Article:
Capitalism is an economic system based on private ownership of the means of production and their operation for profit.
In economics and sociology, the means of production are physical, non-human inputs used for the production of economic value, such as facilities, machinery, tools, infrastructural capital and natural capital.
An economic system is a system of production, resource allocation, and distribution of goods and services within a society or a given geographic area.
Private property is a legal designation for the ownership of property by non-governmental legal entities.
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Characteristics central to capitalism include private property, capital accumulation, wage labor, voluntary exchange, a price system, and competitive markets.
Capital accumulation is the dynamic that motivates the pursuit of profit, involving the investment of money or any financial asset with the goal of increasing the initial monetary value of said asset as a financial return whether in the form of profit, rent, interest, royalties or capital gains.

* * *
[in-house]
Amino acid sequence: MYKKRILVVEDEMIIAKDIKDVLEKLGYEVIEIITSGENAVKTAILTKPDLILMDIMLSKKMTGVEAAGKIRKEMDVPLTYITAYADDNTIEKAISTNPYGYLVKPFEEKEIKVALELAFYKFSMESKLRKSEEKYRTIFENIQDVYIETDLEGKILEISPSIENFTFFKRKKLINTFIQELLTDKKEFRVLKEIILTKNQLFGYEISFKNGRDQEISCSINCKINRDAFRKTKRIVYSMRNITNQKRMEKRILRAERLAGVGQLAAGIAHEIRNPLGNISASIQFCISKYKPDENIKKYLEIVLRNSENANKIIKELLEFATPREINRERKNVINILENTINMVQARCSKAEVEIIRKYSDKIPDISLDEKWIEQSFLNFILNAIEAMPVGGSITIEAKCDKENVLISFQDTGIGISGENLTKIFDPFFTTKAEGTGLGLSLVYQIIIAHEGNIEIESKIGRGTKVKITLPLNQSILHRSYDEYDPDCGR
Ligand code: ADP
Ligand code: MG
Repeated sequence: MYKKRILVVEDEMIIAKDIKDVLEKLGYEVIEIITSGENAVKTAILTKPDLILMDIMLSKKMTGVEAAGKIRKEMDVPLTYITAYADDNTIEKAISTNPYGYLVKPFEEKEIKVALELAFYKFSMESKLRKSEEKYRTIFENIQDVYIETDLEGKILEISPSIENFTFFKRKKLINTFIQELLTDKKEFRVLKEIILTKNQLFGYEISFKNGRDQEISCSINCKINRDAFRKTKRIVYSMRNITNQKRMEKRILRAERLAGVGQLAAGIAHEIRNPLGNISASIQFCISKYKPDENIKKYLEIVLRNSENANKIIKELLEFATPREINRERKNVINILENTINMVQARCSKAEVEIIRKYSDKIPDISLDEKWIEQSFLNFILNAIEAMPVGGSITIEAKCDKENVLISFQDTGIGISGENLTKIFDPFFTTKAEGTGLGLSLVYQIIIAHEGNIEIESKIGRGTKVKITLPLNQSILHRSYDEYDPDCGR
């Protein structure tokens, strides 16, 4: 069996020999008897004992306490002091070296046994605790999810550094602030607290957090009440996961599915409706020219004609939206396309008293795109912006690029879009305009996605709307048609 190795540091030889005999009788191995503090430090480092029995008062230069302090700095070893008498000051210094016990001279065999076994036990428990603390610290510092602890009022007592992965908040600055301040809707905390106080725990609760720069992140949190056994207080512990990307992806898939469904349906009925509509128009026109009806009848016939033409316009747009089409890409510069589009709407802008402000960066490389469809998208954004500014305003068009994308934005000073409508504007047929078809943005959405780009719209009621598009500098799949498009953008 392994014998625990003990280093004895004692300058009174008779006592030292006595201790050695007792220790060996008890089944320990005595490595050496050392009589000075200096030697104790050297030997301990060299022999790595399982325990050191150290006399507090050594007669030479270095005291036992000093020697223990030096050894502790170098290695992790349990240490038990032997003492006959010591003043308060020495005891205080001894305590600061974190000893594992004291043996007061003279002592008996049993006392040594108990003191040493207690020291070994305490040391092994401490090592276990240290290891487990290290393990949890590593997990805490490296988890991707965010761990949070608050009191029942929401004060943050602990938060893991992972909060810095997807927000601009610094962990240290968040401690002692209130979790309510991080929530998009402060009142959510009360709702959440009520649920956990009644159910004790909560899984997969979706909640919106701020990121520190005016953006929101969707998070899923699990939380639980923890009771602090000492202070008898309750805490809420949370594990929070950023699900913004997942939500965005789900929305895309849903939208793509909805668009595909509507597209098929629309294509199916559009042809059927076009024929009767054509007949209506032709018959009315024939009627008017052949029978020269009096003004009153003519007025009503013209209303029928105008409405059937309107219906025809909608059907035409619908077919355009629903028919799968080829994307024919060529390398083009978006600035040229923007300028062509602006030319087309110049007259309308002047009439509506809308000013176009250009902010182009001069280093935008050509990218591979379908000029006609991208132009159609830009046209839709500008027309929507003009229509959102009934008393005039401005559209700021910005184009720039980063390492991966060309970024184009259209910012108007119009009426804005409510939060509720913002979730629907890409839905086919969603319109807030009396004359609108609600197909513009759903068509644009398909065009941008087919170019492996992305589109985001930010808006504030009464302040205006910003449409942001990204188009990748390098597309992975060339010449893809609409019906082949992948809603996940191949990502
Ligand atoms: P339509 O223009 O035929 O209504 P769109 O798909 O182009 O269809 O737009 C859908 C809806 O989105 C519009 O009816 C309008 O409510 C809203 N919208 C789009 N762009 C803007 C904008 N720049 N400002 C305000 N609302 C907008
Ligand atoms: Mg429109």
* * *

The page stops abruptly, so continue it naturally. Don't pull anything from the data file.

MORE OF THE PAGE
In economics, a price system is a component of any economic system that uses prices expressed in any form of money for the valuation and distribution of goods and services and the factors of production.
Wage labour is the socioeconomic relationship between a worker and an employer, where the worker sells their labour power under a formal or informal employment contract.
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In a capitalist market economy, decision-making and investment are determined by the owners of the factors of production in financial and capital markets, and prices and the distribution of goods are mainly determined by competition in the market.
Competition is, in general, a contest or rivalry between two or more organisms, animals, individuals, economic groups or social groups, etc., for territory, a niche, for resources, goods, for mates, for prestige, recognition, for awards, for group or social status, or for leadership and profit.
A market economy is an economic system in which the decisions regarding investment, production and distribution are guided by the price signals created by the forces of supply and demand.
A capital market is a financial market in which long-term debt or equity-backed securities are bought and sold.